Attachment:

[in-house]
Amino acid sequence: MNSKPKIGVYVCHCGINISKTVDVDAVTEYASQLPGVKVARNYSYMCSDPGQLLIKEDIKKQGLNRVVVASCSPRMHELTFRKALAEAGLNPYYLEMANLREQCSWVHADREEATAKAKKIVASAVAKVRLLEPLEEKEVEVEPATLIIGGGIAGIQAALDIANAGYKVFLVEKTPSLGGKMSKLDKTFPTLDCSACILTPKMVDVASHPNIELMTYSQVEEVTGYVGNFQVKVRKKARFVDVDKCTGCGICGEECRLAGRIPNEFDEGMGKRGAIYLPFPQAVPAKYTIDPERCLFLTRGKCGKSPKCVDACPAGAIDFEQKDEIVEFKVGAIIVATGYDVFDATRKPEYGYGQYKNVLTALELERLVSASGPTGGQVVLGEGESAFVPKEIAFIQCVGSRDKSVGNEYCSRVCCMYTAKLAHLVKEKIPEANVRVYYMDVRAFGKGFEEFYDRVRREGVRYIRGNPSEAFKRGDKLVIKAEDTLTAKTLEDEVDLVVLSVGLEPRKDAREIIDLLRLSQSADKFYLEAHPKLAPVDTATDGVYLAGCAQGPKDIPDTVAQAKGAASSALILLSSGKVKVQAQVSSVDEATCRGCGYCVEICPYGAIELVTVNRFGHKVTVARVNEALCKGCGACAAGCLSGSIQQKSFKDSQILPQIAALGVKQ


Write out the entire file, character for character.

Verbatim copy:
[in-house]
Amino acid sequence: MNSKPKIGVYVCHCGINISKTVDVDAVTEYASQLPGVKVARNYSYMCSDPGQLLIKEDIKKQGLNRVVVASCSPRMHELTFRKALAEAGLNPYYLEMANLREQCSWVHADREEATAKAKKIVASAVAKVRLLEPLEEKEVEVEPATLIIGGGIAGIQAALDIANAGYKVFLVEKTPSLGGKMSKLDKTFPTLDCSACILTPKMVDVASHPNIELMTYSQVEEVTGYVGNFQVKVRKKARFVDVDKCTGCGICGEECRLAGRIPNEFDEGMGKRGAIYLPFPQAVPAKYTIDPERCLFLTRGKCGKSPKCVDACPAGAIDFEQKDEIVEFKVGAIIVATGYDVFDATRKPEYGYGQYKNVLTALELERLVSASGPTGGQVVLGEGESAFVPKEIAFIQCVGSRDKSVGNEYCSRVCCMYTAKLAHLVKEKIPEANVRVYYMDVRAFGKGFEEFYDRVRREGVRYIRGNPSEAFKRGDKLVIKAEDTLTAKTLEDEVDLVVLSVGLEPRKDAREIIDLLRLSQSADKFYLEAHPKLAPVDTATDGVYLAGCAQGPKDIPDTVAQAKGAASSALILLSSGKVKVQAQVSSVDEATCRGCGYCVEICPYGAIELVTVNRFGHKVTVARVNEALCKGCGACAAGCLSGSIQQKSFKDSQILPQIAALGVKQ